On YouTube, there is an 18-minute video by Candace something or other. She’s a pleasant young black woman who gave a very professional, very measured talk.
She explained that George Floyd, the black man who was killed by the Minneapolis police last month, was “neither a martyr or a hero.” She’s gotten nearly six million hits since June 4.
Candace tells us that Floyd has a criminal record with multiple convictions. Instead, we should be lifting up David Dorn, the 77-year-old unarmed black retired grandfather of 10. He was a retired “St. Louis Police captain killed after responding to a pawnshop alarm during looting.” And it is a terrible story.
I knew that when an electronic family gathering came up – one I frankly ducked after the previous one – Dorn’s name would come up. “It’s too bad [Dorn’s] death is not more prominent.” Instead, a guy who took drugs is the one we are asked to “say his name.”
So why does George Floyd reflect the zeitgeist, besides the fact that we saw him die by a callous cop? According to this article in Business Insider, it was a combination of “pent-up anxiety” and “the actions of the president and law enforcement across the country [that] have created an outrage multiplier that has mobilized participants.”
Viva la Resistance!
Shockingly, to my mind, this has been a “diversifying movement.” There are a whole lot more white people out there demonstrating, and not just in the United States but all over the world. OK, not in Antarctica, but everywhere else. The progressive movement is fired up, optimally in a supporting role.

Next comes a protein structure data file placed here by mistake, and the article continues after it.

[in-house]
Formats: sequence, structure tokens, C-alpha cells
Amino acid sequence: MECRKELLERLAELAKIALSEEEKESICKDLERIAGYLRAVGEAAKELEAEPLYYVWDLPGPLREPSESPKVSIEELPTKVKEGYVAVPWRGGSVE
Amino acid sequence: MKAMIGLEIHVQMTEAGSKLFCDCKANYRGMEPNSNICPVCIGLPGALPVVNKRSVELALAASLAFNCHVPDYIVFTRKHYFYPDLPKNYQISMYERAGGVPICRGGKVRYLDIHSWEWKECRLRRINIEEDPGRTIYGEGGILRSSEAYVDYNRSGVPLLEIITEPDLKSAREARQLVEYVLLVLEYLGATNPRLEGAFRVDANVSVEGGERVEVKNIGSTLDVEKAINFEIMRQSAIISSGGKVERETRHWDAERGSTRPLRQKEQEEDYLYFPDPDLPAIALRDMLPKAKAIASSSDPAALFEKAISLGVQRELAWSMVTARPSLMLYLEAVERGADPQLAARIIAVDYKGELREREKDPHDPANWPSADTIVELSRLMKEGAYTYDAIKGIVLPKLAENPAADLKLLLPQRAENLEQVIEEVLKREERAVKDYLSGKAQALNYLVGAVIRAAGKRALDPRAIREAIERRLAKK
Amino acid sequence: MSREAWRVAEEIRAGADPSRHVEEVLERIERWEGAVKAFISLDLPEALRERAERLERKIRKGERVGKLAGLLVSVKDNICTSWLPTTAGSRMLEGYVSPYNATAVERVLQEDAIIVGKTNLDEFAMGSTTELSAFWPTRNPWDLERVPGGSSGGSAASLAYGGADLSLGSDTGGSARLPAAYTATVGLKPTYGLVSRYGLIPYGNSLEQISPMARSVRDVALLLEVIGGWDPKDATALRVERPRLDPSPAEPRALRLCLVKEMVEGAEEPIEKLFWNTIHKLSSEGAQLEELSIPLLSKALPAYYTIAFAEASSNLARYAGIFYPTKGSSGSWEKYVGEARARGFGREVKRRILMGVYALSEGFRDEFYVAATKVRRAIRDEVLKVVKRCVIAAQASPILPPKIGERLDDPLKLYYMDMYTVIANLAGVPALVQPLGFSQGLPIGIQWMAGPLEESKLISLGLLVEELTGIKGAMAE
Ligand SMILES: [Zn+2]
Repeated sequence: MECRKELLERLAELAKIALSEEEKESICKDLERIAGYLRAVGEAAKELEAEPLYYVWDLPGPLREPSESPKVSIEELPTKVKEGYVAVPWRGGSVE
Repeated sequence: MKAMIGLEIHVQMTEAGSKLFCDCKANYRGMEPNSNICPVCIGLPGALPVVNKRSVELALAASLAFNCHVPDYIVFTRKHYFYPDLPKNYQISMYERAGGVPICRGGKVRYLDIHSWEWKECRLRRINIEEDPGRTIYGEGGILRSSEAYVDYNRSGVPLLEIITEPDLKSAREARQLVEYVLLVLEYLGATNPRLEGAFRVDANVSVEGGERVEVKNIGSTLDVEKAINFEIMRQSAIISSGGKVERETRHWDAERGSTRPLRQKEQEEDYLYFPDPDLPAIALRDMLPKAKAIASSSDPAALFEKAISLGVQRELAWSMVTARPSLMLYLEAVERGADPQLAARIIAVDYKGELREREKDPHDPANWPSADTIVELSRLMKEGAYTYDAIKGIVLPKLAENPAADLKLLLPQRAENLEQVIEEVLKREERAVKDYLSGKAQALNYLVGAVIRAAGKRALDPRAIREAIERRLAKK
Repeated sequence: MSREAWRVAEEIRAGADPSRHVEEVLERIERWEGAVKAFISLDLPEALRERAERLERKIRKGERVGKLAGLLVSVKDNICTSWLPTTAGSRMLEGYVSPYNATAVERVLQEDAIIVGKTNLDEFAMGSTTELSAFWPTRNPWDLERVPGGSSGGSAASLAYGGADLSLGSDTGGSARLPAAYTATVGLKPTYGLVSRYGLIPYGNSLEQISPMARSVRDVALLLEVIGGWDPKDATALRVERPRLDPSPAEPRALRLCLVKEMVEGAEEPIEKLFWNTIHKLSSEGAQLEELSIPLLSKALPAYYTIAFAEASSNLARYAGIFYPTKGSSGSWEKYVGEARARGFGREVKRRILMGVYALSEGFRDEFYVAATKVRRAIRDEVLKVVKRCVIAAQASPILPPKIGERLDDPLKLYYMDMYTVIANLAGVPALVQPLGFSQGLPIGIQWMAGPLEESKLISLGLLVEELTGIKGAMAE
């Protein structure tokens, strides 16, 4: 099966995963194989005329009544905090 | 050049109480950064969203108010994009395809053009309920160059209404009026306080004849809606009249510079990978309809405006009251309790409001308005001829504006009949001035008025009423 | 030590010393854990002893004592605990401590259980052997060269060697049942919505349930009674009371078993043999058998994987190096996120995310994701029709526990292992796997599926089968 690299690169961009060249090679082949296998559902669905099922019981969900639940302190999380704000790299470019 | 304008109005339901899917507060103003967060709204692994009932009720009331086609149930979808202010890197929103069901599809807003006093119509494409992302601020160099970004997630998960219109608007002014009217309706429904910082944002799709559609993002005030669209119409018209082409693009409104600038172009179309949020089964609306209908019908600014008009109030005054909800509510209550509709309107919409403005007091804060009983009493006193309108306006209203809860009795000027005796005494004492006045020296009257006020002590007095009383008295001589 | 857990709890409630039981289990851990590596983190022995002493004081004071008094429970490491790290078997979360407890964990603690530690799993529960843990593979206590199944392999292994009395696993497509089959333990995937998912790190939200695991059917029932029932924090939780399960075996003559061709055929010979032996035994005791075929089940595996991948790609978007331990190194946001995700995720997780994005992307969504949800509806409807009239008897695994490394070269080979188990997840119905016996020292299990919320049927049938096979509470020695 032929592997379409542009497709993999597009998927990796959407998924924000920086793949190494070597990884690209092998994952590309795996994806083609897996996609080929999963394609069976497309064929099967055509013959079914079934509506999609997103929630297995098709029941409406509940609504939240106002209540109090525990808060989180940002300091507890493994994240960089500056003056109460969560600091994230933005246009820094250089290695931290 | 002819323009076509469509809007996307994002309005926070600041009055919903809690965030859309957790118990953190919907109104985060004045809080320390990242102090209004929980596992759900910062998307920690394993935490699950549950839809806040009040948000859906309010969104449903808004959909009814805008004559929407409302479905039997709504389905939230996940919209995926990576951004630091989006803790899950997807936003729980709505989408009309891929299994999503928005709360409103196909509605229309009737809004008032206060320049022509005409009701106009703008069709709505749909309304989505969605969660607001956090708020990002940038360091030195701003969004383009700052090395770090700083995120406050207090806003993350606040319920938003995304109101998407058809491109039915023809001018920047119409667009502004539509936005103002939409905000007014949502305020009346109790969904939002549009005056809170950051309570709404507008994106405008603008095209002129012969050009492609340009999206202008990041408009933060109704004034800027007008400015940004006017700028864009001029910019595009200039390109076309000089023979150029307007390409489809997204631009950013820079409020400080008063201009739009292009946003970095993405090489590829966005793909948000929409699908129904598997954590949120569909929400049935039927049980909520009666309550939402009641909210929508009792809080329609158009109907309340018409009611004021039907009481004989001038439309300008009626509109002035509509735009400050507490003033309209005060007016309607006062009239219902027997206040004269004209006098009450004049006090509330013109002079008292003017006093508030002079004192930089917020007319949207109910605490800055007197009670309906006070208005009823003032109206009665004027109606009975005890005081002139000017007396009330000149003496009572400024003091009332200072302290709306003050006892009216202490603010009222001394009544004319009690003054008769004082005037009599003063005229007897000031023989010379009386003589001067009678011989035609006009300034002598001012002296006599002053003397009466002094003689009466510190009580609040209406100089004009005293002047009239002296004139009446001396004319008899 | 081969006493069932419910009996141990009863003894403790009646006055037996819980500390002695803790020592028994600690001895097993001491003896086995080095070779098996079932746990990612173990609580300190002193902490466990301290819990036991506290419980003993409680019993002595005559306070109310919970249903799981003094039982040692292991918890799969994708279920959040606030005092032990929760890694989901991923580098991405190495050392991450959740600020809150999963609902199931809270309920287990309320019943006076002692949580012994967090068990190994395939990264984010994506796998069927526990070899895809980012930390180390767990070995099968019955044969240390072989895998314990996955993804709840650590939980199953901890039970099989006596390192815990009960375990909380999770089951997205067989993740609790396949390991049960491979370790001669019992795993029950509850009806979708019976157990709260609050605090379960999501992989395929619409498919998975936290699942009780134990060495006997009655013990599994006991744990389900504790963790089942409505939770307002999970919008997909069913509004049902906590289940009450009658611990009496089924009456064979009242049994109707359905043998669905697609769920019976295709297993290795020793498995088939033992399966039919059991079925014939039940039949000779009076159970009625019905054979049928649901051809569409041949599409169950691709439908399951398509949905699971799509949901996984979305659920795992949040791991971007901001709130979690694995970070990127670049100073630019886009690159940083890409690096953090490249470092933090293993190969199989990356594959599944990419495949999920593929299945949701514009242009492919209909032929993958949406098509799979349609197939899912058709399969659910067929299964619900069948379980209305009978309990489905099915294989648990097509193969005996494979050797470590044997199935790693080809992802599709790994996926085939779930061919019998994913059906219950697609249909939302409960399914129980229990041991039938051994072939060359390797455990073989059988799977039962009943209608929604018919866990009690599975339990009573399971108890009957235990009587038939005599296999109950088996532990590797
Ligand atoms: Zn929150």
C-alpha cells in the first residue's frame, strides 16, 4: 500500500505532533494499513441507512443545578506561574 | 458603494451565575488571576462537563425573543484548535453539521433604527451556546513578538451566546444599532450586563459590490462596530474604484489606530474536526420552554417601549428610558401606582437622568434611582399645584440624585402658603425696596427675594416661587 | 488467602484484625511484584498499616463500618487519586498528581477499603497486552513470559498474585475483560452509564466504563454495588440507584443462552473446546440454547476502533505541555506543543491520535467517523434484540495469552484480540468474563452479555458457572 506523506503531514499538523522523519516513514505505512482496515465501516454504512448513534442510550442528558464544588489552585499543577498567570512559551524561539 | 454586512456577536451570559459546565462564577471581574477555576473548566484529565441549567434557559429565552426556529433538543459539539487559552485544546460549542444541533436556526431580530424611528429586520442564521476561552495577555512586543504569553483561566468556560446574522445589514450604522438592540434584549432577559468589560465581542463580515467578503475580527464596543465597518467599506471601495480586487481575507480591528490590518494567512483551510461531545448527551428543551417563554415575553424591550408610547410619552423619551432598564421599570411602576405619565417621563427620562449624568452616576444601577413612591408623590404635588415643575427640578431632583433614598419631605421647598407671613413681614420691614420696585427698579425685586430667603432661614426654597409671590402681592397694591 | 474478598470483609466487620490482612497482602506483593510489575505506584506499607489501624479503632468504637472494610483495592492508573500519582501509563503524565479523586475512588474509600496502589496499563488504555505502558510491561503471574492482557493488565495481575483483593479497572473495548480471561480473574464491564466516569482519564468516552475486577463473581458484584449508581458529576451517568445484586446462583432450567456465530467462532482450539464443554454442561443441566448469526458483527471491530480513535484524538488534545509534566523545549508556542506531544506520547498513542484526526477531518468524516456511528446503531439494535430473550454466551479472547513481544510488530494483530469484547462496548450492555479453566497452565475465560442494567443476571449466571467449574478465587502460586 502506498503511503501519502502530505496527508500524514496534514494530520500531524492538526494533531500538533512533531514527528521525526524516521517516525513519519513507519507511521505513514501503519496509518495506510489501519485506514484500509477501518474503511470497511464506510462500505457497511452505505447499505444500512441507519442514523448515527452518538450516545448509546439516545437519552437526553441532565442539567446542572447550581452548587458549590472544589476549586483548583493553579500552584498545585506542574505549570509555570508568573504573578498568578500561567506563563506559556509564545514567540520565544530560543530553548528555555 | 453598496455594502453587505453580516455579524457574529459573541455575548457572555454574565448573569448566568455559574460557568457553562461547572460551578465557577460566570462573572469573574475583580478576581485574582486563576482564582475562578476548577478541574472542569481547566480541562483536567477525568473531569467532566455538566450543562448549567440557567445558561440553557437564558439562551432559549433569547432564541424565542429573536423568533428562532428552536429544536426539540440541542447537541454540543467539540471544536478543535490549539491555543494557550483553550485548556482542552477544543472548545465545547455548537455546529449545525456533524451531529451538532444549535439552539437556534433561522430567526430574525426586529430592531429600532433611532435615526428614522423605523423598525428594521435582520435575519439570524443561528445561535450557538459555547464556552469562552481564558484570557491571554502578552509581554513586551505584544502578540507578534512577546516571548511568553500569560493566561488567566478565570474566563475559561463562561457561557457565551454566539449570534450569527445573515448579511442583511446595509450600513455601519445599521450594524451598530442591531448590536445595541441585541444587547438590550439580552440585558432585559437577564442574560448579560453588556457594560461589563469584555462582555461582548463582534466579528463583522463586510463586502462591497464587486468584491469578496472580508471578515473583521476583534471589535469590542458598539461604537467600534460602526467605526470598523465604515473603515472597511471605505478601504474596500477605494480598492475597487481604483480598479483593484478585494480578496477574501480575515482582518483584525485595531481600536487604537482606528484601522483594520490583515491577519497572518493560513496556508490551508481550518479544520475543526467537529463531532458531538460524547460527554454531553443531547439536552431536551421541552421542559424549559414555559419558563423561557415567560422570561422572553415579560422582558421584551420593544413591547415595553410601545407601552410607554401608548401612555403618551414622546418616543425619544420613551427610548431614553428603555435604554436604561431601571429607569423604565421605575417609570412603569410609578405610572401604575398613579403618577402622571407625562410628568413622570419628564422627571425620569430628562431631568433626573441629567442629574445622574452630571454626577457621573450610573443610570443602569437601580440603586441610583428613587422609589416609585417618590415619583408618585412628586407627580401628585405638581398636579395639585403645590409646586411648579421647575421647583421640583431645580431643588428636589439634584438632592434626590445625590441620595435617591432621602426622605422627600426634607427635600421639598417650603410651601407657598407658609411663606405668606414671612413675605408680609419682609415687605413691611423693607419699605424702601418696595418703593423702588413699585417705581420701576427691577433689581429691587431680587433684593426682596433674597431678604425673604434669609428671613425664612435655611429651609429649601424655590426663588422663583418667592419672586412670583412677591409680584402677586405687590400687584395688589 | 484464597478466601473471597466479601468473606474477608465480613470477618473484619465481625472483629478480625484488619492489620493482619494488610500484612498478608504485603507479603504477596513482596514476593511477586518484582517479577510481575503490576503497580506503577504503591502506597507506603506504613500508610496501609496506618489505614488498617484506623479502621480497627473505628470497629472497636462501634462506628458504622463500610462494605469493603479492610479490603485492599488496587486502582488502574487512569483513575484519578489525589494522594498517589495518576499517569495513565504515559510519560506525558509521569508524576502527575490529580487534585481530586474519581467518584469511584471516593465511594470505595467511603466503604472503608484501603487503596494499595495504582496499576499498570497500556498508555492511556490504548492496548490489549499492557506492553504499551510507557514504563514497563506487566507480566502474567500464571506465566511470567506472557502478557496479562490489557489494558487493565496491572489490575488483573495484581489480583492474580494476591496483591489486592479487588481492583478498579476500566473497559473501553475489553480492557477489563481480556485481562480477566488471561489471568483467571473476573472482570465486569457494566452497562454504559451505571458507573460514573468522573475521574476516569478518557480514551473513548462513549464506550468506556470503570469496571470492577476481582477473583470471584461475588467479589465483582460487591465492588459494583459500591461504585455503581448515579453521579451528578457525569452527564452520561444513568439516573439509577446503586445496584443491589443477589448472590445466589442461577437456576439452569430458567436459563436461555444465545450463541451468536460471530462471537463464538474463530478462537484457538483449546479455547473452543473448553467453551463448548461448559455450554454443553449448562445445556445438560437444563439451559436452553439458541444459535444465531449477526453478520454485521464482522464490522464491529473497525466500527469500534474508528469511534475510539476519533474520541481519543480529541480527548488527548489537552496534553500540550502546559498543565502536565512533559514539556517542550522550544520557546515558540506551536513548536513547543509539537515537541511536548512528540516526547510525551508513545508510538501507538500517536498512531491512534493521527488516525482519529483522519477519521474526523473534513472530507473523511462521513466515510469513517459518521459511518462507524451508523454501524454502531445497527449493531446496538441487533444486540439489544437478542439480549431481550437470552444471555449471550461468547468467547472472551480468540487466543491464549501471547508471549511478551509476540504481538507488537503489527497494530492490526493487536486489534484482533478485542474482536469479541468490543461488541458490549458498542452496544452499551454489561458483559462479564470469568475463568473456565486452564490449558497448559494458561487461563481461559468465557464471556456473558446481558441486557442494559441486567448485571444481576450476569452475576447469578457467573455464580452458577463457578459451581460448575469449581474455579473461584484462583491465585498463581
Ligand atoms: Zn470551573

People, a fair number of them, have checked in to see how I am. Some I know IRL. Others I’ve known for years from online contacts, such as Amy, Melanie and Greg, and Jaquandor, who quotes me in a post. Also one guy I barely know online, which kind of creeped me out.
I’m reasonably fine, though it’s really difficult to keep up with the changing landscape. I’ve never had to rewrite what I’ve prepared here in my life. NASCAR’s getting rid of the Confederate flag? That’s great, of course, but it’s like Oktoberfest without beer.
Still, there’s this line from the movie Malcolm X (1992) that keeps popping up in my head. “We didn’t land on Plymouth Rock. Plymouth Rock landed on us!” It’s not quite what Malcolm actually said, but the film dialogue is better, I think.
I pointed out Candace earlier. Now here’s Kimberly, a black woman, whose video has lesser production values, and about 3000 hits. She’s also quite intelligent, but eventually loud, and vulgar. You might recognize her from the end of John Oliver’s piece on the police. If you want to hear more from her – and you should because it’s far more a reflection of my feelings – go HERE.